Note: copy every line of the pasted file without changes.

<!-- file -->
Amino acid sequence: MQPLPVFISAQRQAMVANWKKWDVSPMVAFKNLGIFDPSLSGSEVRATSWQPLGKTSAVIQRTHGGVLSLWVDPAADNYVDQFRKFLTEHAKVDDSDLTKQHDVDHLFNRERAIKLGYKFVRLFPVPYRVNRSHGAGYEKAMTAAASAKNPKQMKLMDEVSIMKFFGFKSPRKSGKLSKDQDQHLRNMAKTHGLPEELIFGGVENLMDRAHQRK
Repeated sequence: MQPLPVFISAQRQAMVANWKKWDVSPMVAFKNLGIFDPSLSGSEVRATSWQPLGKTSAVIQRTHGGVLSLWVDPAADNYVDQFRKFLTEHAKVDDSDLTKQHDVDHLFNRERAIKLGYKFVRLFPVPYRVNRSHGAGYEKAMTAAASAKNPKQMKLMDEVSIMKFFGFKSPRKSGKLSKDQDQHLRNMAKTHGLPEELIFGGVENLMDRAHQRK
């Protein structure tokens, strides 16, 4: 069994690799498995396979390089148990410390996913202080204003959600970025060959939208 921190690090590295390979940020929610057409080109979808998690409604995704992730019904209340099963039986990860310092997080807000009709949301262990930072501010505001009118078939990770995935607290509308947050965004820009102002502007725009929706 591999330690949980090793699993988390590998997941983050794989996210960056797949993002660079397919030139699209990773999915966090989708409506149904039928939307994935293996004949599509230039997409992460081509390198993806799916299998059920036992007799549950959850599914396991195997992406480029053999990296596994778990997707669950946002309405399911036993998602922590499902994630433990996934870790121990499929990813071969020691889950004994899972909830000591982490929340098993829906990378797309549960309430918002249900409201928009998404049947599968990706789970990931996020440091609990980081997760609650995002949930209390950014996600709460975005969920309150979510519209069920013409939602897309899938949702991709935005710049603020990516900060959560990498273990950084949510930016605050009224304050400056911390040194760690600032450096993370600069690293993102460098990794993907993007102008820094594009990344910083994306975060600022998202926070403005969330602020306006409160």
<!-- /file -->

Amino acid sequence: MQPLPVFISAQRQAMVANWKKWDVSPMVAFKNLGIFDPSLSGSEVRATSWQPLGKTSAVIQRTHGGVLSLWVDPAADNYVDQFRKFLTEHAKVDDSDLTKQHDVDHLFNRERAIKLGYKFVRLFPVPYRVNRSHGAGYEKAMTAAASAKNPKQMKLMDEVSIMKFFGFKSPRKSGKLSKDQDQHLRNMAKTHGLPEELIFGGVENLMDRAHQRK
Repeated sequence: MQPLPVFISAQRQAMVANWKKWDVSPMVAFKNLGIFDPSLSGSEVRATSWQPLGKTSAVIQRTHGGVLSLWVDPAADNYVDQFRKFLTEHAKVDDSDLTKQHDVDHLFNRERAIKLGYKFVRLFPVPYRVNRSHGAGYEKAMTAAASAKNPKQMKLMDEVSIMKFFGFKSPRKSGKLSKDQDQHLRNMAKTHGLPEELIFGGVENLMDRAHQRK
């Protein structure tokens, strides 16, 4: 069994690799498995396979390089148990410390996913202080204003959600970025060959939208 921190690090590295390979940020929610057409080109979808998690409604995704992730019904209340099963039986990860310092997080807000009709949301262990930072501010505001009118078939990770995935607290509308947050965004820009102002502007725009929706 591999330690949980090793699993988390590998997941983050794989996210960056797949993002660079397919030139699209990773999915966090989708409506149904039928939307994935293996004949599509230039997409992460081509390198993806799916299998059920036992007799549950959850599914396991195997992406480029053999990296596994778990997707669950946002309405399911036993998602922590499902994630433990996934870790121990499929990813071969020691889950004994899972909830000591982490929340098993829906990378797309549960309430918002249900409201928009998404049947599968990706789970990931996020440091609990980081997760609650995002949930209390950014996600709460975005969920309150979510519209069920013409939602897309899938949702991709935005710049603020990516900060959560990498273990950084949510930016605050009224304050400056911390040194760690600032450096993370600069690293993102460098990794993907993007102008820094594009990344910083994306975060600022998202926070403005969330602020306006409160």